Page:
Archive for May 9th, 2007

Crash Dump Analysis Patterns (Part 13a)

Wednesday, May 9th, 2007

Insufficient Memory pattern can be seen in many complete and kernel memory dumps. This condition could cause the system to crash, become slow, hang or refuse to provide the expected functionality, for example, refuse new terminal server connections. There are many types of memory resources and we can classify them initially into the following categories:

  • Committed memory
  • Virtual memory
    • Kernel space
      • Paged pool
      • Non-paged pool
      • Session pool
      • PTE limits
      • Desktop heap
      • GDI limits
    • User space
      • Virtual regions
      • Process heap

We will talk about all of them in separate parts. What I outline in this part is committed memory exhaustion. Committed memory is an allocated memory backed up by some physical memory or by a reserved space in the page file. Reserving the space needs to be done in case OS wants to swap out that memory’s data to disk if it is not currently used and there is no physical memory available for other processes. If that data is needed again OS brings it back to physical memory. If there is no space in the page file then physical memory is filled up. If committed memory is exhausted most likely the system will hang or result in a bugcheck soon so checking memory statistics shall always be done when you get a kernel or a complete memory dump. Even access violation bugchecks could result from insufficient memory when some memory allocation operation failed but a kernel mode component didn’t check the return value for NULL. Here is an example:

BugCheck 8E, {c0000005, 809203af, aa647c0c, 0}

0: kd> !analyze -v
...
...
...
TRAP_FRAME: aa647c0c -- (.trap ffffffffaa647c0c)
...
...
...

0: kd> .trap ffffffffaa647c0c
ErrCode = 00000000
eax=00000000 ebx=bc1f3cfc ecx=89589250 edx=000018c1 esi=bc1f3ce0 edi=aa647d14
eip=809203af esp=aa647c80 ebp=aa647c80 iopl=0 nv up ei pl zr na pe nc
cs=0008 ss=0010 ds=0023 es=0023 fs=0030 gs=0000 efl=00010246
nt!SeTokenType+0x8:
809203af 8b8080000000 mov eax,dword ptr [eax+80h] ds:0023:00000080=????????

0: kd> k
ChildEBP RetAddr
aa647c80 bf8173c5 nt!SeTokenType+0x8
aa647cdc bf81713b win32k!GreGetSpoolMessage+0xb0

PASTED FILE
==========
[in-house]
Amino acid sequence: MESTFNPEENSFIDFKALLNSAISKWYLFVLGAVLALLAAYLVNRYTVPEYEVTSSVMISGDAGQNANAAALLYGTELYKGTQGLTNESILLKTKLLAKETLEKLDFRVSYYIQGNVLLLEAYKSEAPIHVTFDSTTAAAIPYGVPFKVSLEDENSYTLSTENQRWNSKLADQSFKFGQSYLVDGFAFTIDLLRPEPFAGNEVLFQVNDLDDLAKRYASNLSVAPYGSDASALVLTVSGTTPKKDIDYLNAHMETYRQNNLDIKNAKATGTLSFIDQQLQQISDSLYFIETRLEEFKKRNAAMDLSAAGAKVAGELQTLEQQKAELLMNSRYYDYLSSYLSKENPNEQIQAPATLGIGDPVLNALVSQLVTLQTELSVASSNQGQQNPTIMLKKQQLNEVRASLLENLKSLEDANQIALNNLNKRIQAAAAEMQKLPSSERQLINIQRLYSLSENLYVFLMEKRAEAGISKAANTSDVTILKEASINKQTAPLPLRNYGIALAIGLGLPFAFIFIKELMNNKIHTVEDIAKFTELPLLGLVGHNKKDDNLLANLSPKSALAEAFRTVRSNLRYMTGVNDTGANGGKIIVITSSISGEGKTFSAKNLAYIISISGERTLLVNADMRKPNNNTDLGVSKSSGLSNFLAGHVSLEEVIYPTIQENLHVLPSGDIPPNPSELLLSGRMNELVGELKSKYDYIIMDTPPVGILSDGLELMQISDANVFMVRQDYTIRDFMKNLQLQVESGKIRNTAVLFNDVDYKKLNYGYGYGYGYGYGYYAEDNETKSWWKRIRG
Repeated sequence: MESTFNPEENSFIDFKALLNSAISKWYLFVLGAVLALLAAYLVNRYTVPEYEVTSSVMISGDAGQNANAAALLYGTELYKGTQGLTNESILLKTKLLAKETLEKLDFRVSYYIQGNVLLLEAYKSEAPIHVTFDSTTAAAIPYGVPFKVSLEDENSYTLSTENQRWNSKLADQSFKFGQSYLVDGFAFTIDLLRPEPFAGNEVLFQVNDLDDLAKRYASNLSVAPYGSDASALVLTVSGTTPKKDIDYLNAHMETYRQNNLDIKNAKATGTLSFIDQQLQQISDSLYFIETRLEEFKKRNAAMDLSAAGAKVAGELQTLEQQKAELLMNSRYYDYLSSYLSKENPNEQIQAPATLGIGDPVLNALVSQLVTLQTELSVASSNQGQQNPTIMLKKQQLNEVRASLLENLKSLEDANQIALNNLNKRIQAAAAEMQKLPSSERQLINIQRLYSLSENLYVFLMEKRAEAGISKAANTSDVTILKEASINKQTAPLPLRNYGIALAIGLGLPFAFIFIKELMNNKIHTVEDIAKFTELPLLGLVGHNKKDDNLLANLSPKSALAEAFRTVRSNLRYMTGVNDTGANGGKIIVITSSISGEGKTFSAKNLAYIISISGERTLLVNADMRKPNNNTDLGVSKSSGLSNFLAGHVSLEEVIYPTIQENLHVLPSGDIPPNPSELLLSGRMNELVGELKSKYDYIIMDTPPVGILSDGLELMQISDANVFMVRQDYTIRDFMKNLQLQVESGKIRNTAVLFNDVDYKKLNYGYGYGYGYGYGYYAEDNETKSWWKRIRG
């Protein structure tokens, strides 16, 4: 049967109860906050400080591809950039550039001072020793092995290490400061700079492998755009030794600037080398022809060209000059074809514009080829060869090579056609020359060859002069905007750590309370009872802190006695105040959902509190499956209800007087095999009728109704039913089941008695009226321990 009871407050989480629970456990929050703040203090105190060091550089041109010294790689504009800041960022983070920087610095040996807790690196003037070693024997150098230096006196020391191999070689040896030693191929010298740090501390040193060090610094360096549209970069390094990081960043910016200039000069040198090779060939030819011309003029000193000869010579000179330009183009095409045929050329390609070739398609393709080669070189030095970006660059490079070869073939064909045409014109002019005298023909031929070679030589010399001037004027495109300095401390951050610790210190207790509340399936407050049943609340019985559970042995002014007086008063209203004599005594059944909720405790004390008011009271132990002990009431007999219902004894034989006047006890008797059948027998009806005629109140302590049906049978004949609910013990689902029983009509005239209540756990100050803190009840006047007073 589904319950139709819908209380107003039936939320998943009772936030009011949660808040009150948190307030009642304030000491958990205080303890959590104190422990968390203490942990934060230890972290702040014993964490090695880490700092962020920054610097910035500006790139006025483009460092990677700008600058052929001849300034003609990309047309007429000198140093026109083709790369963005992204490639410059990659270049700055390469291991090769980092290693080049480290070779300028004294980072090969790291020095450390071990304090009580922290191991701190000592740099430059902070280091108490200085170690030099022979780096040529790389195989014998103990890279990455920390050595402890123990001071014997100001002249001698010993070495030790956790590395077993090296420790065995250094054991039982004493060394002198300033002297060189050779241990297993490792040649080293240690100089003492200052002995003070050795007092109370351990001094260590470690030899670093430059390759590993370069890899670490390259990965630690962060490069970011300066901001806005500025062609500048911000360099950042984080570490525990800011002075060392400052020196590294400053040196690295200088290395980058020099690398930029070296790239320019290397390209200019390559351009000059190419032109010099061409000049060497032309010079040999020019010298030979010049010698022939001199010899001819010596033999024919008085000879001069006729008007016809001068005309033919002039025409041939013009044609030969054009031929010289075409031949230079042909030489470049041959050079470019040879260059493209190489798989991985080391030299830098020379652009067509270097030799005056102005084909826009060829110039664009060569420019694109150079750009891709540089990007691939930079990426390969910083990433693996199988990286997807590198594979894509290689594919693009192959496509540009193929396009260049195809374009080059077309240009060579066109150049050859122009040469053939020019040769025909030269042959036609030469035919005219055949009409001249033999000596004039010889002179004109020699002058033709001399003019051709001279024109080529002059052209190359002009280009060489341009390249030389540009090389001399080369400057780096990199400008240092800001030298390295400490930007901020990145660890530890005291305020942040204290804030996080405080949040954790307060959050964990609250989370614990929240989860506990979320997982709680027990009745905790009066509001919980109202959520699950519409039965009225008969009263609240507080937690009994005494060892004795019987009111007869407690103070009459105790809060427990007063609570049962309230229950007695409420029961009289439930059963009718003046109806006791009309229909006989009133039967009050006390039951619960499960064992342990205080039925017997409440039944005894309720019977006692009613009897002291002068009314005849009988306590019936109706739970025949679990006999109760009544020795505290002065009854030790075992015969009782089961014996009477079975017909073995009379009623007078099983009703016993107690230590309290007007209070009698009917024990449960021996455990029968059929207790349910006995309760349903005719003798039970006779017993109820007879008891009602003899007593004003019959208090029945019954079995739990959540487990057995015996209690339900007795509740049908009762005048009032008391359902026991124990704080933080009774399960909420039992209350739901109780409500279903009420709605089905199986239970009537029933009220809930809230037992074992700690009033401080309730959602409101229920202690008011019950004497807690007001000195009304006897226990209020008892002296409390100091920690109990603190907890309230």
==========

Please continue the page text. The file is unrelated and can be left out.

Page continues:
aa647d4c 80834d3f win32k!NtGdiGetSpoolMessage+0x96
aa647d4c 7c82ed54 nt!KiFastCallEntry+0xfc

If we enter !vm command to display memory statistics we would see that all committed memory is filled up:

0: kd> !vm
*** Virtual Memory Usage ***
 Physical Memory:      999294 (   3997176 Kb)
 Page File: \??\C:\pagefile.sys
   Current:   4193280 Kb  Free Space:    533744 Kb
   Minimum:   4193280 Kb  Maximum:      4193280 Kb
 Available Pages:       18698 (     74792 Kb)
 ResAvail Pages:       865019 (   3460076 Kb)
 Locked IO Pages:         290 (      1160 Kb)
 Free System PTEs:     155265 (    621060 Kb)
 Free NP PTEs:          32766 (    131064 Kb)
 Free Special NP:           0 (         0 Kb)
 Modified Pages:          113 (       452 Kb)
 Modified PF Pages:        61 (       244 Kb)
 NonPagedPool Usage:    12380 (     49520 Kb)
 NonPagedPool Max:      64799 (    259196 Kb)
 PagedPool 0 Usage:     40291 (    161164 Kb)
 PagedPool 1 Usage:      2463 (      9852 Kb)
 PagedPool 2 Usage:      2455 (      9820 Kb)
 PagedPool 3 Usage:      2453 (      9812 Kb)
 PagedPool 4 Usage:      2488 (      9952 Kb)
 PagedPool Usage:       50150 (    200600 Kb)
 PagedPool Maximum:     67584 (    270336 Kb)

 ********** 18 pool allocations have failed **********

 Shared Commit:         87304 (    349216 Kb)
 Special Pool:              0 (         0 Kb)
 Shared Process:        56241 (    224964 Kb)
 PagedPool Commit:      50198 (    200792 Kb)
 Driver Commit:          1892 (      7568 Kb)
 Committed pages:     2006945 (   8027780 Kb)
 Commit limit:        2008205 (   8032820 Kb)

 ********** 1216024 commit requests have failed  **********

There might have been a memory leak or too many terminal sessions with fat applications to fit in physical memory and the page file. Actually for that particular case there were both.

- Dmitry Vostokov @ DumpAnalysis.org -